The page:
Active Seniors

Knee arthritis and exercise

Osteoarthritis (OA) of the knee is an all too common condition that affects many people, especially as age increases. A study published in the Lancet in 2020 reported that just under a quarter of people over the age of 40 have knee OA. Some of the main modifiable risk factors for the development and also the severity of knee OA are body weight and activity levels. While many people know that exercise is an important part of preventing and managing knee OA, we often get questions in centre about different exercises involving the knees and whether or not they will “damage” the knee further. Fortunately, a recent study into some common lower body exercises was able to answer this question.

Weight bearing exercises such as squats and lunges have been shown to be good exercise options to develop the strength of the leg muscles and assist in the coordination and control of the lower limbs which greatly assists balance. However many people with knee arthritis are told to “avoid” these exercises so as not to make their knee pain worse. A group of researchers from Australia recently studied the amount of force these exercises produced to the cartilage of the knee and compared this with the amount of force experienced by the knee with walking. Their results showed that while the knee muscles themselves generate greater forces during the squat and lunge exercises, the contact forces on the cartilage during these exercises were no different to what is experienced when walking. This is great news as it provides reassurance that these exercises do not negatively influence the progression of knee OA and have good potential to improve local muscle strength which has been shown to be reduced in people with knee OA.

So does this mean everyone should be doing squats and lunges to help with knee OA? While these are great exercises, there are a few considerations before adding them to your regular routine. The first consideration is how sensitive your knee is. Like many conditions, knee OA can be associated with episodes where the knee is more sensitive to loading and hence more painful. While squatting and lunging exercises won’t necessarily do any damage to the knee, exercising in pain and having some soreness afterwards can make you less likely to want to continue to exercise.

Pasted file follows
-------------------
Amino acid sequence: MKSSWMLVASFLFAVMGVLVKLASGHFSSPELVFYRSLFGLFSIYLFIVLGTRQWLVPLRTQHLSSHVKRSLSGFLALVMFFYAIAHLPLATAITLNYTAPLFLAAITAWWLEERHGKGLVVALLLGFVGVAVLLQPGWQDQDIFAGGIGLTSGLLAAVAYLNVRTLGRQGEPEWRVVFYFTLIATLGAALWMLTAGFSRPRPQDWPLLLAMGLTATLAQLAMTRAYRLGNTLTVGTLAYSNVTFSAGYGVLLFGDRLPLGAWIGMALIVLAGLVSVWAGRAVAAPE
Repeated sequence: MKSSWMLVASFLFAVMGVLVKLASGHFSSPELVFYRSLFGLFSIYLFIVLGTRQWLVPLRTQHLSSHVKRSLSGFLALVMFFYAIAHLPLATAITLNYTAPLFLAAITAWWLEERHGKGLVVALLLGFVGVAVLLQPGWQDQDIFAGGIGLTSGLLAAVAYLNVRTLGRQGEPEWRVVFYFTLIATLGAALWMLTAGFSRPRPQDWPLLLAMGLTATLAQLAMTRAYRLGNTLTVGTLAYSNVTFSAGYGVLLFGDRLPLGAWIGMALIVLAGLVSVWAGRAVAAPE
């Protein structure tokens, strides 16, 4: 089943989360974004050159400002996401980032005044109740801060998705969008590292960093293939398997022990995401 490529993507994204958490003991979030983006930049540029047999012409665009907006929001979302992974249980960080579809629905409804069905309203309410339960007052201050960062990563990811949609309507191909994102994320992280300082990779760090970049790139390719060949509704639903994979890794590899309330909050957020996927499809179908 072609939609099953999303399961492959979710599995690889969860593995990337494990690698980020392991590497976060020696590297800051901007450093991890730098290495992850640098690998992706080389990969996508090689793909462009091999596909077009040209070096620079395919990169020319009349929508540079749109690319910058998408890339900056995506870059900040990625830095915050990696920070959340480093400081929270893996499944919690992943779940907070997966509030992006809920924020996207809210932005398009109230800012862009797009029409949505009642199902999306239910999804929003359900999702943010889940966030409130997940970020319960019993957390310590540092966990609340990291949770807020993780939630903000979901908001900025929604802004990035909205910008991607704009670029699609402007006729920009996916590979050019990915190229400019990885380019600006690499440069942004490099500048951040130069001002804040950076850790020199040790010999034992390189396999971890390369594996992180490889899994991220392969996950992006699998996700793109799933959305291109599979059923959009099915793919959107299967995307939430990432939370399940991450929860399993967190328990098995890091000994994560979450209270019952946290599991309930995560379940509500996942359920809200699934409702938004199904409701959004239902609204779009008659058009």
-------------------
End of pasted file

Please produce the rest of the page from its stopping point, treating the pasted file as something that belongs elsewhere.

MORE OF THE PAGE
Secondly, you need to consider how flexible your hips and ankles are. Many people who develop knee OA and have not experienced a previous knee injury have mobility limitations in one or both of these joints that ultimately put more stress on the knee and may have contributed to the development of knee OA. The hip and the ankle joint are designed to move in a much greater range than the knee joint itself, and when they lose their mobility the knee commonly experiences more twisting as it tried to compensate. 

A simple way to test your ankle mobility is through a knee to wall test. With your hips facing the wall, your front foot toes touching the wall and your foot staying flat on the ground (without shoes on), you should be able to bend your front knee over your ankle so that your knee touches the wall. If this is difficult to do or you cannot reach the wall, it is a good idea to try and increase your ankle movement before attempting a squat or a lunge. 

Similarly, an easy way to test your hip mobility is to stand next to a chair so that there is one foot length (ie your foot length not an imperial foot measurement) between the side of your foot and the chair leg. With your legs under your hips and your hips pointing forward you should be able to turn the foot to touch the chair leg. As with the test above, if you are unable to touch the chair leg without your hips and body turning, you should aim to increase your hip mobility before adding the squat or lunge in.

If you do have any limitations in your hip or ankle mobility, some other exercise options that do not require as much mobility in these areas that train the same muscles groups as a squat or a lunge include straight leg raises either lying down or sitting, bridging exercises and chair sit to stand exercises. Alternatively, performing some hydrotherapy exercises can be a good starting point where the knee is experiencing an episode of increased sensitivity.